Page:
Feed the Future
This project is part of the U.S. Government's global hunger and food security initiative.

Question and Answer Series: Innovators Create Low-cost Hydro Powered Irrigation Pump

This entry was written in collaboration with Securing Water for Food and is the final in a series exploring the work of innovators who have created mechanisms designed to conserve water in farming systems.

Featured below is Pratap Thapa, the Co-founder and Commercial Director of aQysta, whose inventors created a low-cost, hydro-powered irrigation pump that does not require any fuel or electricity, has no operating expenses and does not emit any polluting greenhouse gases.

1) First, tell us a bit about why you decided to create the product that you are now building.

I come from a farming family in Nepal. Having our farm next to a river but still struggling to irrigate it sparked an idea to use the energy in the river itself to lift it to our farms. The conventional irrigation approach was either to depend on rainfall, which limits the growing season and yield, or use fossil fuel-based pumps, which are very costly to operate due to fuel prices and maintenance and also polluting the environment.

Having looked at the problem, we, as group of engineers at Delft University of Technology, set out to develop a technological solution to this common dilemma. We developed the Barsha Pump, a low-cost, hydro-powered irrigation pump that does not require any fuel or electricity, has no operating expenses and does not emit any polluting greenhouse gases.

As we started working on it, we soon realized it was not a problem limited to Nepal but a global problem. Accordingly, we are a startup aiming to grow into a global organization with an international team and network and expand our reach worldwide. We have already gone on to install Barsha pumps with drip irrigation and sprinkler systems in Spain and Turkey.

2)  How does the innovation contribute to water savings?

The Barsha Pump allows access to water that could not be easily accessed without a pump. It can be used in two scenarios: to irrigate land above or next to a water source, and the second is as a form of drip/sprinkler irrigation to replace traditional flood irrigation.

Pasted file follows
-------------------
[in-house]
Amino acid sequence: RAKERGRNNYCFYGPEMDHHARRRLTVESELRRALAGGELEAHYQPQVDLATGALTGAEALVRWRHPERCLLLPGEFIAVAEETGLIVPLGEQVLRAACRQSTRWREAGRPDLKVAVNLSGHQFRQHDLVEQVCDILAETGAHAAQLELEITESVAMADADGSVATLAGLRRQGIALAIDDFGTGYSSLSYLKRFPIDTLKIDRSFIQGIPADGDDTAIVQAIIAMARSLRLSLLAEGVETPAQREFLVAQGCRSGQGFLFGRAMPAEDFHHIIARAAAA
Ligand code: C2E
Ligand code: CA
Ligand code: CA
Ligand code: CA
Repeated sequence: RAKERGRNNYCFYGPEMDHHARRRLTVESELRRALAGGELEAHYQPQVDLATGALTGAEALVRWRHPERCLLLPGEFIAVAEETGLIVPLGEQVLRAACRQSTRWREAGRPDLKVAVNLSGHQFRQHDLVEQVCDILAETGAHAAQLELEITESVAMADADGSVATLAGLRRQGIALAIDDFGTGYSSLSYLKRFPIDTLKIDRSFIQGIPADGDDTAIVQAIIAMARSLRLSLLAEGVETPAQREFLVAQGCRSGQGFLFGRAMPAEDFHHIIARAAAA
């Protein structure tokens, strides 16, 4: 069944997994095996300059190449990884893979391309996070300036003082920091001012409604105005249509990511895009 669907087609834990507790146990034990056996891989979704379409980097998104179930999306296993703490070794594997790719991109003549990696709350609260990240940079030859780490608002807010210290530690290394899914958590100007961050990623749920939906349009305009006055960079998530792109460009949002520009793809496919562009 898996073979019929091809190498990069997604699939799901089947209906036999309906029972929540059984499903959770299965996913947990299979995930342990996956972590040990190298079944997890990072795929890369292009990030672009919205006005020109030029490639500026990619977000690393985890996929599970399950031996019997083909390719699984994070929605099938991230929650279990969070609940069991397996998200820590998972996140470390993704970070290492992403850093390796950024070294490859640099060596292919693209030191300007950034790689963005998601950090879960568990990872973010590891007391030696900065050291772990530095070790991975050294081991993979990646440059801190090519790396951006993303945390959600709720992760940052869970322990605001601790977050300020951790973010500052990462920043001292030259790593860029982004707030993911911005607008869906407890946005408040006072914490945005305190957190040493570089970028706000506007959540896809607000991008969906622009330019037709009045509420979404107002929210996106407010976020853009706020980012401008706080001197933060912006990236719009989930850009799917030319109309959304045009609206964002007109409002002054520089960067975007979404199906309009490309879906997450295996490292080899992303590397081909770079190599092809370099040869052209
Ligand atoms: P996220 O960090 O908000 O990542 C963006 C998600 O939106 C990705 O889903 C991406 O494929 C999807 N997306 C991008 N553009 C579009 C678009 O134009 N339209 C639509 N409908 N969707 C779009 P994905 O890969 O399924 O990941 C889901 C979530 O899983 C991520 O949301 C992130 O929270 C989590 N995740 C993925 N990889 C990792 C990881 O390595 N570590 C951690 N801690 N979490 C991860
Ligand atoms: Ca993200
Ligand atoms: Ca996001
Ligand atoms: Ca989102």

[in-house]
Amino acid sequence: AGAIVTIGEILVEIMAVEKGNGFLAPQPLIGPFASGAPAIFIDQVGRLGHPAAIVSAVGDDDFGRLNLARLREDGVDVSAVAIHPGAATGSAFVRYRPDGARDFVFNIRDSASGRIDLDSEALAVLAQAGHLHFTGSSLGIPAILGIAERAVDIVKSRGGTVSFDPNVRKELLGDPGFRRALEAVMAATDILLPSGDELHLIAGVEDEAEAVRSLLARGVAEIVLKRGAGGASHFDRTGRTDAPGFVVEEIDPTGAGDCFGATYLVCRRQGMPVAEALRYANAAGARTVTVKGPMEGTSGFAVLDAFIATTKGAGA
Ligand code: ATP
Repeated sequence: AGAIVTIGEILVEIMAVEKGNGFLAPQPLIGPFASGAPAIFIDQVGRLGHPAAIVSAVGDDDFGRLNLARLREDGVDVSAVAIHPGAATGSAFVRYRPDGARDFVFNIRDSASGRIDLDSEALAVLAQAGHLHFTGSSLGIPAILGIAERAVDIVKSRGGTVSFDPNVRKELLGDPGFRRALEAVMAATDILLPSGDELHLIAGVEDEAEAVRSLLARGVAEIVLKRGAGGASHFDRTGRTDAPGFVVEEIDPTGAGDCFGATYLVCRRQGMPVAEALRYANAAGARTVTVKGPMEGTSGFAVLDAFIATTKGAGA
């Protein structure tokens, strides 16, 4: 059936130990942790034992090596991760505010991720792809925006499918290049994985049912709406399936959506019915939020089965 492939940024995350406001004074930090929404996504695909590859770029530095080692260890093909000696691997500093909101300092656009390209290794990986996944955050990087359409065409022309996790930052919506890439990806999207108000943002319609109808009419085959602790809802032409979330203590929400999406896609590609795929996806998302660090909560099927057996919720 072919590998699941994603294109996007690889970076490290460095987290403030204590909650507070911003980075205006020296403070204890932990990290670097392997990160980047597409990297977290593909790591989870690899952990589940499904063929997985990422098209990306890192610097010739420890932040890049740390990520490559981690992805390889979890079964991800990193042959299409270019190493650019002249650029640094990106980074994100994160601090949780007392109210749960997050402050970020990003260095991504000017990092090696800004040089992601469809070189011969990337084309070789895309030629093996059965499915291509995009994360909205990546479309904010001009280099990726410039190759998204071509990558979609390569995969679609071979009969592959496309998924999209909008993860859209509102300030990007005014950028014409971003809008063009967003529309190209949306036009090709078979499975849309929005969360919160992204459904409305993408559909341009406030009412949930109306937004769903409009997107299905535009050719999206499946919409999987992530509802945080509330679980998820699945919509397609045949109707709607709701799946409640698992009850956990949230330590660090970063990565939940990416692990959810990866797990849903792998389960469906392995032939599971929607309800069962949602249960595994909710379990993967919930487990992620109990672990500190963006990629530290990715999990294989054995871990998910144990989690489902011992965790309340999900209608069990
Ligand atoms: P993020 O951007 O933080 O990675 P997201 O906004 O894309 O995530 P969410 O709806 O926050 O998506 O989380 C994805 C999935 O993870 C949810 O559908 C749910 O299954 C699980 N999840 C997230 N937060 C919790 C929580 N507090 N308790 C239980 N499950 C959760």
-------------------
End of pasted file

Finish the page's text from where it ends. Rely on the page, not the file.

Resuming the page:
3)  Did you set out to create a product that dually benefited reducing water usage and supporting farmers' livelihoods, or did it emerge over time? If the former, what inspired you/drove you to want to solve for water issues?

What started as a university project to solve irrigation problems faced by smallholder farmers in Nepal we soon realized was a global problem that was looking for a sustainable solution. That is when we decided to form a company—aQysta—and begin developing the solution.

4)  Building a social enterprise that benefits the marketplaceyour company bottom lineand the social good is gaining ground in the international development space. What advice would you give to others trying to break into social enterprises that benefit social good that you wish you had before you started?

My advice: understand the context well. It is important to understand the need before setting out to design something. Also, it is important to be close to the market to test and validate ideas.

There is a lot of talk around impact investment, but there are only a few private organizations who stand truly behind the philosophy of earning money while doing social good. Thus, it is quite difficult to attract private investment working in this sector.  Be creative to find funds required to grow your business.

5) Tell us what your next steps are. How can Agrilinks community members benefit from your work and/or help advance the use of your product?

We are working towards developing innovative hardware products for the agriculture sector, as we have gained insights into product development cycles over the past few years. This knowledge could be useful for other Agrilinks community members who are working with technological agriculture products.

We have built a good network within this sector, particularly in Nepal and the Netherlands. If other members are in need of this network, we can help.

We are looking to distribute our technology globally, so help from the community members in introducing us to potential distributors would be appreciated. We would also like to be connected with large companies working in the irrigation sector, such as Netafim, for whom our product could be a part of the package they offer to customers. Finally, we are looking for growth capital, so any connections to investment firms/public funds will be appreciated.

The U.S. Agency for International Development (USAID), Sweden through the Swedish International Development Cooperation Agency (Sida), the Ministry of Foreign Affairs of the Kingdom of the Netherlands (MFA-NL) and the government of South Africa invite eligible organizations to respond to the 4th Round of Securing Water for Food: A Grand Challenge for Development. This Request for Applications (RFA) is a funding competition to source and accelerate innovations that enables the production of more food with less water or make more water available for food production, processing and distribution. Individual awards are expected to be between $100,000 USD and $2 million USD depending on the type of funding requested. Applications will be accepted from through October 10, 2016. Please help us spread the world by forwarding to your relevant networks. For more information, click here.